• 1/2 cup butter, softened
  • 3 cups icing sugar
  • 1/4 to 1/3 cup Guinness

In a small saucepan, melt the butter with the Guinness over medium heat. Remove from heat, pour into a bowl and whisk in sugar and cocoa. Whisk in the sour cream, eggs and vanilla. Stir in the flour, baking soda and salt just until blended. Divide the batter between paper-lined cupcake tins and bake in a preheated 350 F oven for 20 to 25 minutes, until tops are springy to the touch.

To make the frosting, beat the butter, icing sugar and Guinness until you have a spreadable frosting. Wait until the cupcakes have cooled completely before frosting.

(Julie Van Rosendaal)

Stout-braised lamb shanks

Lamb shanks benefit from a long, slow cooking time to break down tough connective tissues. Dark stout stands up to the richness of the lamb, making a deep, intense gravy.

  • 4 lamb shanks, trimmed of any excess fat
  • Canola or olive oil
  • 1 onion, chopped
  • 1 celery stalk, chopped
  • 1 carrot, peeled and chopped
  • 4-5 cloves garlic, crushed or left whole
  • 1/4 cup balsamic vinegar
  • 2 tbsp. tomato paste
  • A few sprigs of fresh rosemary and/or thyme
  • 1 can or bottle of dark beer or stout, such as Village Blacksmith
  • 1-2 cups beef stock

Season the shanks with salt and pepper. Drizzle some oil in a large ovenproof pot set over medium-high heat and brown the lamb shanks on all sides, then transfer to a plate. Preheat the oven to 300 F. Add the onions to the pan and sauté for three to four minutes until soft. Add the celery, carrot and garlic and cook for another minute. Add the balsamic vinegar and tomato paste then return the lamb shanks to the pot, add the rosemary or thyme, stout and beef stock, stirring to loosen any browned bits from the bottom of the pan.

Cover and bake for two and a half to three hours until the meat is fall-off-the-bone tender. Serve over mashed potatoes, drizzled with sauce. Serves four.

(Julie Van Rosendaal)

Beef and Guinness pie (adapted from Jamie Oliver)

Beef and Guinness pie is a classic — and simple to make with frozen puff pastry. It's a great way to feed a crowd.

  • Canola or olive oil, for cooking
  • 1 large purple onion, chopped
  • 2 carrots, peeled and chopped
  • 2 celery stalks, chopped
  • 2 cups quartered mushrooms
  • 4-5 garlic cloves, chopped or crushed
  • 2 lbs. beef brisket or stewing beef, cut into one-inch cubes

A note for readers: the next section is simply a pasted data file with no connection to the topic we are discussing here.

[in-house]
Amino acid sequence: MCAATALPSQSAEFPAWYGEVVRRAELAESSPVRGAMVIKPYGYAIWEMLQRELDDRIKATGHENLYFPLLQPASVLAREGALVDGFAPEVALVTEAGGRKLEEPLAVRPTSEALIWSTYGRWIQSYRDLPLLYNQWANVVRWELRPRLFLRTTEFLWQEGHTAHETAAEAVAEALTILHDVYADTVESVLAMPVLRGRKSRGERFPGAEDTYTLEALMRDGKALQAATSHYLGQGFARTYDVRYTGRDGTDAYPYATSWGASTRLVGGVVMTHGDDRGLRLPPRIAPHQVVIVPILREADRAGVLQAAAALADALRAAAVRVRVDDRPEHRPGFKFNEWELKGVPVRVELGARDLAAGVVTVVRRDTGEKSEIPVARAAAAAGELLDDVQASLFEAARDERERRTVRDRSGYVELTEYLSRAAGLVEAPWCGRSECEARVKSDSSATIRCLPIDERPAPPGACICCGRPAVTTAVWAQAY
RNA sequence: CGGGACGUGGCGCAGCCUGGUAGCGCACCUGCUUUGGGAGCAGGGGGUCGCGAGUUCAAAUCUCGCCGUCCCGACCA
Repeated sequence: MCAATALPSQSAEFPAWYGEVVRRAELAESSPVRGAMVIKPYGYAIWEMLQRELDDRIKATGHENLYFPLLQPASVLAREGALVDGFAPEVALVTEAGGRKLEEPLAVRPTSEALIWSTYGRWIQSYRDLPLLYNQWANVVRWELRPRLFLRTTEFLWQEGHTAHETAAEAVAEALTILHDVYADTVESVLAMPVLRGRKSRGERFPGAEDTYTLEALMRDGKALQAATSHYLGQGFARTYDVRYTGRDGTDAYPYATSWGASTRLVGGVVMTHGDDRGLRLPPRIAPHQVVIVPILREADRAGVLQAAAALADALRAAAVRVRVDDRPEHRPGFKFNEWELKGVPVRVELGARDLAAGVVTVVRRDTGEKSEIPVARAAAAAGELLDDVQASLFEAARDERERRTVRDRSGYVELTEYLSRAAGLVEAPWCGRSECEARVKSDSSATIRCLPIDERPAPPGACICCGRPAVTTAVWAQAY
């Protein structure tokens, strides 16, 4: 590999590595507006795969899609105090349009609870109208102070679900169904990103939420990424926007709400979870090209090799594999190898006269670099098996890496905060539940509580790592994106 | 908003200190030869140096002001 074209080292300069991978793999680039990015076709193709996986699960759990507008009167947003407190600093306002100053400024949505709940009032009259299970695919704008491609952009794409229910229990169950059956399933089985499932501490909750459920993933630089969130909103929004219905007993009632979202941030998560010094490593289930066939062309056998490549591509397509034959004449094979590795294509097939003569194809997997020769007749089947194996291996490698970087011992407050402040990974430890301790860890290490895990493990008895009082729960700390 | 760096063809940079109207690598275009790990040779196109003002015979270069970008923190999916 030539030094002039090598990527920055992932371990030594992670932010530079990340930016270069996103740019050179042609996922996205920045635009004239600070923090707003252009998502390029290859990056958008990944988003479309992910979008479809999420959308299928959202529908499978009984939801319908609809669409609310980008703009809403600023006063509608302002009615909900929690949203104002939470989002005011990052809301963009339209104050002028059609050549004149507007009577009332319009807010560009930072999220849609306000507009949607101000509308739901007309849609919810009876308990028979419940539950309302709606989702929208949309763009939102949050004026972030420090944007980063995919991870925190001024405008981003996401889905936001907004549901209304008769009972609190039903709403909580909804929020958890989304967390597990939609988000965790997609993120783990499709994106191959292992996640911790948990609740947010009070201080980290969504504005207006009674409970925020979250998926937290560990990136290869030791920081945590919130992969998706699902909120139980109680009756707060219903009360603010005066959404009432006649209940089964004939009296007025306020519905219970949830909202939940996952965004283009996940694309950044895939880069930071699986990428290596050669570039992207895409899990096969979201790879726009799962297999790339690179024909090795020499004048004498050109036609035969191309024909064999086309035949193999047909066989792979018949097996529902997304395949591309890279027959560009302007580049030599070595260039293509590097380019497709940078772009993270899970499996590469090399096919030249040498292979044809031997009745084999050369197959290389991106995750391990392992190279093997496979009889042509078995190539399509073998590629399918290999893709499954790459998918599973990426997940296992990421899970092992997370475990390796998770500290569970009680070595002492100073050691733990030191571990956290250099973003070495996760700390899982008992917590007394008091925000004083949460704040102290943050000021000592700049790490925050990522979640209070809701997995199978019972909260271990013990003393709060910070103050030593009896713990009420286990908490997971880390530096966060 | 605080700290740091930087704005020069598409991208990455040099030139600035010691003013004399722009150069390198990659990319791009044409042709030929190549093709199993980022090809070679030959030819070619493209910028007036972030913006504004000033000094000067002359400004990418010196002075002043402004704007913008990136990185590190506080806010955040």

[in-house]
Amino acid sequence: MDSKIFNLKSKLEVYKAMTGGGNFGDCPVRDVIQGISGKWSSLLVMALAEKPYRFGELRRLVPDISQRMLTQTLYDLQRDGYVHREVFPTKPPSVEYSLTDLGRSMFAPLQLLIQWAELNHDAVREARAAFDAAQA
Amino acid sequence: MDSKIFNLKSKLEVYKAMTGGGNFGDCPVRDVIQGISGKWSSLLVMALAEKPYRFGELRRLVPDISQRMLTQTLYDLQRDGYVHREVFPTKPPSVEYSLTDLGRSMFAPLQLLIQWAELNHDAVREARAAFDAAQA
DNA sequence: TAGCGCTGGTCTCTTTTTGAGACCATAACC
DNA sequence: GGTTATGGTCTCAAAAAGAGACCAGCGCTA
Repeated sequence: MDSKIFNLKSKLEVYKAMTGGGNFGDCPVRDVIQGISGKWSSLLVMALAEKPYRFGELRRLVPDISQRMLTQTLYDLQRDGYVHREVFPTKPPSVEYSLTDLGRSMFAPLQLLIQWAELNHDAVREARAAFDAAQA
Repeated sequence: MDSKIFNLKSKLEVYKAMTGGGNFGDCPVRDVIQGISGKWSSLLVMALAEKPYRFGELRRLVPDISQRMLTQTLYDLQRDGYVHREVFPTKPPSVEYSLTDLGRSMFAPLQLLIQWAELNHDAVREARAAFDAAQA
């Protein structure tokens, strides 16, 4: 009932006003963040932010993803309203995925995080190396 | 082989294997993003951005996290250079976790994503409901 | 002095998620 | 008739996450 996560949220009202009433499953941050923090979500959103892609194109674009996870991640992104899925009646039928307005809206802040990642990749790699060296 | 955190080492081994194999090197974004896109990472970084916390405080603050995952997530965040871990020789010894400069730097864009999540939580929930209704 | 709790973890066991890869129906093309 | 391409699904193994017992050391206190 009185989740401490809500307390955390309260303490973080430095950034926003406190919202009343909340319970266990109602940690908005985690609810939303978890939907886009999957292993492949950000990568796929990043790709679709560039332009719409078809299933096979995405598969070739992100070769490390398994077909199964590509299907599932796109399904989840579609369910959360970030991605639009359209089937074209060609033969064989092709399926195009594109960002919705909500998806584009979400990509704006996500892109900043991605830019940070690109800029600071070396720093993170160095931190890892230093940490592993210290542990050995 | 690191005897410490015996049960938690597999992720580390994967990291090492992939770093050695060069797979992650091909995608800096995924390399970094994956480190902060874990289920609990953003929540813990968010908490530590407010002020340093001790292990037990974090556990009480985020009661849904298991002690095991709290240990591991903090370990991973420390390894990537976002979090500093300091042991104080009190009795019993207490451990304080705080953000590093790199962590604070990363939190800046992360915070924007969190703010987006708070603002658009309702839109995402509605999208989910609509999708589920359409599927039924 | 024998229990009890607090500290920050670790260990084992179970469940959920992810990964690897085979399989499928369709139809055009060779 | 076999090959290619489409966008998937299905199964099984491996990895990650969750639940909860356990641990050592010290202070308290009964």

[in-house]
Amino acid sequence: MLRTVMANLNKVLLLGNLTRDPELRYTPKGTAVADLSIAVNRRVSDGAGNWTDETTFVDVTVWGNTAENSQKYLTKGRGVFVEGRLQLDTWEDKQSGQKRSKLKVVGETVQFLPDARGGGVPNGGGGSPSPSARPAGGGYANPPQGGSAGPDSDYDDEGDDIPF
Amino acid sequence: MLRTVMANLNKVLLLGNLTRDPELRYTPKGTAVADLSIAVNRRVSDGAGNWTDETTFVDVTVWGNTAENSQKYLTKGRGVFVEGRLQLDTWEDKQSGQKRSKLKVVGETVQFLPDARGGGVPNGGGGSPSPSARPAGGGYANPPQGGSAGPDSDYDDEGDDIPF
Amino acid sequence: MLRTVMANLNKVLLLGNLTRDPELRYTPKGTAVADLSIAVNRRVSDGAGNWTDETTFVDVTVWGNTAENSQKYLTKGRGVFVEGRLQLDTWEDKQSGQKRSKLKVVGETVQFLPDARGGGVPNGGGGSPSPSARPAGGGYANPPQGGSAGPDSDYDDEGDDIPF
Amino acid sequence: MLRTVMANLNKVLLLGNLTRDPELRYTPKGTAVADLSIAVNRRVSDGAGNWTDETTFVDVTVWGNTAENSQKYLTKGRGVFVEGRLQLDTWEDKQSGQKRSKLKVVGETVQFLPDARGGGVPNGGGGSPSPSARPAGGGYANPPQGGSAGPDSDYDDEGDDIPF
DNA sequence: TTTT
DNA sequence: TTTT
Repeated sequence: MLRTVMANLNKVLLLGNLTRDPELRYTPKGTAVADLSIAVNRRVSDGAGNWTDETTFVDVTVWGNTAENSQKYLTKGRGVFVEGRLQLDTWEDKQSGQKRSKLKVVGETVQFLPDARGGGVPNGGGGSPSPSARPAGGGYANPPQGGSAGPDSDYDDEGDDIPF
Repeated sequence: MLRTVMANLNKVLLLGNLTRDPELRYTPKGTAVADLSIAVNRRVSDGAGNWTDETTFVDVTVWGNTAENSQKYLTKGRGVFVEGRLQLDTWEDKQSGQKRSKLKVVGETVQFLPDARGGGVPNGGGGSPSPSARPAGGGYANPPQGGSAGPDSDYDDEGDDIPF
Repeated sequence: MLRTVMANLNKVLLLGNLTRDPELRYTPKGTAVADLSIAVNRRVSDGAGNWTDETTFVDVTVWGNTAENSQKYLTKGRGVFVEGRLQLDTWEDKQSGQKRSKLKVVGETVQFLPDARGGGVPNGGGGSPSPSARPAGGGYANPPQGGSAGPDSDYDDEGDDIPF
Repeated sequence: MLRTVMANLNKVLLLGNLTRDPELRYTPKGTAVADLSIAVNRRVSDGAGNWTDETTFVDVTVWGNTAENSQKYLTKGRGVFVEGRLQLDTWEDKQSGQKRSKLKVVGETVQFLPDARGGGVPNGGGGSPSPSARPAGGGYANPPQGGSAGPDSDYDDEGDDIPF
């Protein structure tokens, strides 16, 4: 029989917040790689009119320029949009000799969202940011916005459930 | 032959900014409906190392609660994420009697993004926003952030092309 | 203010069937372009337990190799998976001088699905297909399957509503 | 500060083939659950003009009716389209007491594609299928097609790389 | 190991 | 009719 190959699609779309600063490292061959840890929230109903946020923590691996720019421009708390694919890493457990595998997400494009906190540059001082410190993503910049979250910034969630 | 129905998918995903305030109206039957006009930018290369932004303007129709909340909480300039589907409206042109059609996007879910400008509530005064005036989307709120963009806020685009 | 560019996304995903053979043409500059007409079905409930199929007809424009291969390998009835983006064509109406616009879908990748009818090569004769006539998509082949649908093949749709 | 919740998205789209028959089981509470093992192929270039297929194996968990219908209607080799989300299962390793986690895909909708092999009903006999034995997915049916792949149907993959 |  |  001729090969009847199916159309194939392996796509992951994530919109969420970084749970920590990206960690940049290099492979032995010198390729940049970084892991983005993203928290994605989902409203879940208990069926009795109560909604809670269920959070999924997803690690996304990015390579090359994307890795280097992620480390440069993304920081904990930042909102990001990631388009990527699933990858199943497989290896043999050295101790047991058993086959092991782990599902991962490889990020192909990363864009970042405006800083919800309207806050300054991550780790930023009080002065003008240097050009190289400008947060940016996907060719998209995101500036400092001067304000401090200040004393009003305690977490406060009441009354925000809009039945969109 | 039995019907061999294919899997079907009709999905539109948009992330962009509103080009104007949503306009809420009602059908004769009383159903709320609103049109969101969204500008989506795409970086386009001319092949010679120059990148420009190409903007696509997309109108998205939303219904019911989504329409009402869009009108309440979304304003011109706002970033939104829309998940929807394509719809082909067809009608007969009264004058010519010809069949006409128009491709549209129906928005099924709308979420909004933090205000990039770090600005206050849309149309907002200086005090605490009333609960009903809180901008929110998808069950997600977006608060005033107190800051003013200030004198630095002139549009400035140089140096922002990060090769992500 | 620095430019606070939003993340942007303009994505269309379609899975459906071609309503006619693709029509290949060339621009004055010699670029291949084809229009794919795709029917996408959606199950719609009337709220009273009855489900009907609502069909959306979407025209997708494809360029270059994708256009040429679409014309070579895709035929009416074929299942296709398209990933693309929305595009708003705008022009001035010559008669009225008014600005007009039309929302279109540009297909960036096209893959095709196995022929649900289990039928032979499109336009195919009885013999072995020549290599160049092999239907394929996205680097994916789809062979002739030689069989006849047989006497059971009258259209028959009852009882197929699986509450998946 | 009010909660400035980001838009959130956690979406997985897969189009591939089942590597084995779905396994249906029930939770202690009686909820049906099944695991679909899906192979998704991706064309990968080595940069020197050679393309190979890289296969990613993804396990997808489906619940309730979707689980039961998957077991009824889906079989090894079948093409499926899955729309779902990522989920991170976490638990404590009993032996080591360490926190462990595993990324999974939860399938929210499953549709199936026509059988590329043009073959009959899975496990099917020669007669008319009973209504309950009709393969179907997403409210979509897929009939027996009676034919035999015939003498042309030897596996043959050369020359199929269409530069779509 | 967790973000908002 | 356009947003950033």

• Salt and pepper
  • 2 tbsp. flour
  • 1 can or bottle of Guinness
  • Chicken or beef stock or water
  • 1 cup grated old cheddar (optional)
  • 1 package frozen puff pasty, thawed
  • 1 egg, lightly beaten with a fork, for brushing on top (optional)

Preheat the oven to 325 F. In a large, ovenproof casserole or medium pot, heat a drizzle of oil over medium-high heat and sauté the onion for three to four minutes, until soft. Add the celery, carrots, mushrooms and garlic, and cook for a few more minutes. Remove from the pan and set aside. Add another drizzle of oil, sprinkle the beef with salt and pepper and brown it in the pan, turning to get as much colour as possible. Return the vegetables to the pan, sprinkle everything with flour and stir to coat. Pour the Guinness over top then add stock or water to come up to the top of the meat. Cover and place in the oven for two and a half to three hours, until the meat is very tender. If you like, cool and refrigerate overnight or up to a few days.

Meanwhile, on a lightly floured surface, roll the puff pastry out into a circle, square or rectangle slightly larger than your baking dish. In a small dish, beat the egg with a spoonful of water with a fork and brush the edge of your baking dish with it. Drape the puff pastry over top and cut a few slits in the top to allow steam to escape. If you like, cut a criss-cross pattern with a sharp knife, without going all the way through the pastry. Brush with the egg wash and bake for 40-45 minutes, until the pastry is puffed and deep golden and the filling is bubbling through. Serves six.

(Julie Van Rosendaal)

About the Author

Julie Van Rosendaal

Calgary Eyeopener's food guide

Julie Van Rosendaal shares recipes and cooking tips with the Calgary Eyeopener every Tuesday at 8:20 a.m. The cookbook author explores Calgary's culinary wonders in her column Food and the City.